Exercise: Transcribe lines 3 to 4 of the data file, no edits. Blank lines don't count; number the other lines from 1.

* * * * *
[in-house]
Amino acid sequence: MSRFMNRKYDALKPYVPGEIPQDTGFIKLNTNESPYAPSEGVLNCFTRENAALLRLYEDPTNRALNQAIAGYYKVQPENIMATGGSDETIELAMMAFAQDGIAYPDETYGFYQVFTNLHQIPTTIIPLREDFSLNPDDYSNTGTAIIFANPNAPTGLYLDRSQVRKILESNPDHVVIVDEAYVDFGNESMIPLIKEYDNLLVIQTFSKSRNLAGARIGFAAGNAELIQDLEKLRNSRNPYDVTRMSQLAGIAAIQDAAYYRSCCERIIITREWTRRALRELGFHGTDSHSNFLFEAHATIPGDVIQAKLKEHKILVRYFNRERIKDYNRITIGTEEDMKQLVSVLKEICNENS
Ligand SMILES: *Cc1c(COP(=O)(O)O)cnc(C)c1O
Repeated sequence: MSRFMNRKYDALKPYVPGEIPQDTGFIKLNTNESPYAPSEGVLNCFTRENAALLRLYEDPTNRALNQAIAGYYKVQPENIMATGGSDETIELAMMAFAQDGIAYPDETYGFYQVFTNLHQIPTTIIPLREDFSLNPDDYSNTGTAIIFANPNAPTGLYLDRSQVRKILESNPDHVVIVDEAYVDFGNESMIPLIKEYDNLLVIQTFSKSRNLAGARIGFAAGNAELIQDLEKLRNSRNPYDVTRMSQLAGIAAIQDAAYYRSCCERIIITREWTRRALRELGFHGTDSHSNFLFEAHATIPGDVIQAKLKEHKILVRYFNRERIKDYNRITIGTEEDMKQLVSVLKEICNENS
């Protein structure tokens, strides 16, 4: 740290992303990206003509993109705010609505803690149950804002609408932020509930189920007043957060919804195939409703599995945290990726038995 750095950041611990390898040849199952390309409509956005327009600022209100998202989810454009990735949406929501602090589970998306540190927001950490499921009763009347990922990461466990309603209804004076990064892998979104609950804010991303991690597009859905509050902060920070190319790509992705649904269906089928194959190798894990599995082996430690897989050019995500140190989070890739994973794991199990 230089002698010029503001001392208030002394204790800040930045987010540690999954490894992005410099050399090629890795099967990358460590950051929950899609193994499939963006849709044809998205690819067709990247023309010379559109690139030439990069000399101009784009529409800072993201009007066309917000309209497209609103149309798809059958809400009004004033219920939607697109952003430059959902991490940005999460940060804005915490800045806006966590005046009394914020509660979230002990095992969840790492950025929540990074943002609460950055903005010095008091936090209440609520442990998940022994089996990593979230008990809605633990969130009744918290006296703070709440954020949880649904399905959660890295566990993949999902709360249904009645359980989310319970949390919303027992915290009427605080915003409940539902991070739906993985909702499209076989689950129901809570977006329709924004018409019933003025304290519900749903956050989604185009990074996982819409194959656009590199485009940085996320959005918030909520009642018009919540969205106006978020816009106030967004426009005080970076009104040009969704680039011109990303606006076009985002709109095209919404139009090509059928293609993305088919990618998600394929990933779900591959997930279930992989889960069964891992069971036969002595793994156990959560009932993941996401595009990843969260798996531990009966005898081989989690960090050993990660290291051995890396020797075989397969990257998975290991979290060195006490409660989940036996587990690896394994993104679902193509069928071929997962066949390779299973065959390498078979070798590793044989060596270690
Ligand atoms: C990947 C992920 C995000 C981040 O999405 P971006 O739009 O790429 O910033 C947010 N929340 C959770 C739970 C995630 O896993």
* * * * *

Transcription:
Ligand SMILES: *Cc1c(COP(=O)(O)O)cnc(C)c1O
Repeated sequence: MSRFMNRKYDALKPYVPGEIPQDTGFIKLNTNESPYAPSEGVLNCFTRENAALLRLYEDPTNRALNQAIAGYYKVQPENIMATGGSDETIELAMMAFAQDGIAYPDETYGFYQVFTNLHQIPTTIIPLREDFSLNPDDYSNTGTAIIFANPNAPTGLYLDRSQVRKILESNPDHVVIVDEAYVDFGNESMIPLIKEYDNLLVIQTFSKSRNLAGARIGFAAGNAELIQDLEKLRNSRNPYDVTRMSQLAGIAAIQDAAYYRSCCERIIITREWTRRALRELGFHGTDSHSNFLFEAHATIPGDVIQAKLKEHKILVRYFNRERIKDYNRITIGTEEDMKQLVSVLKEICNENS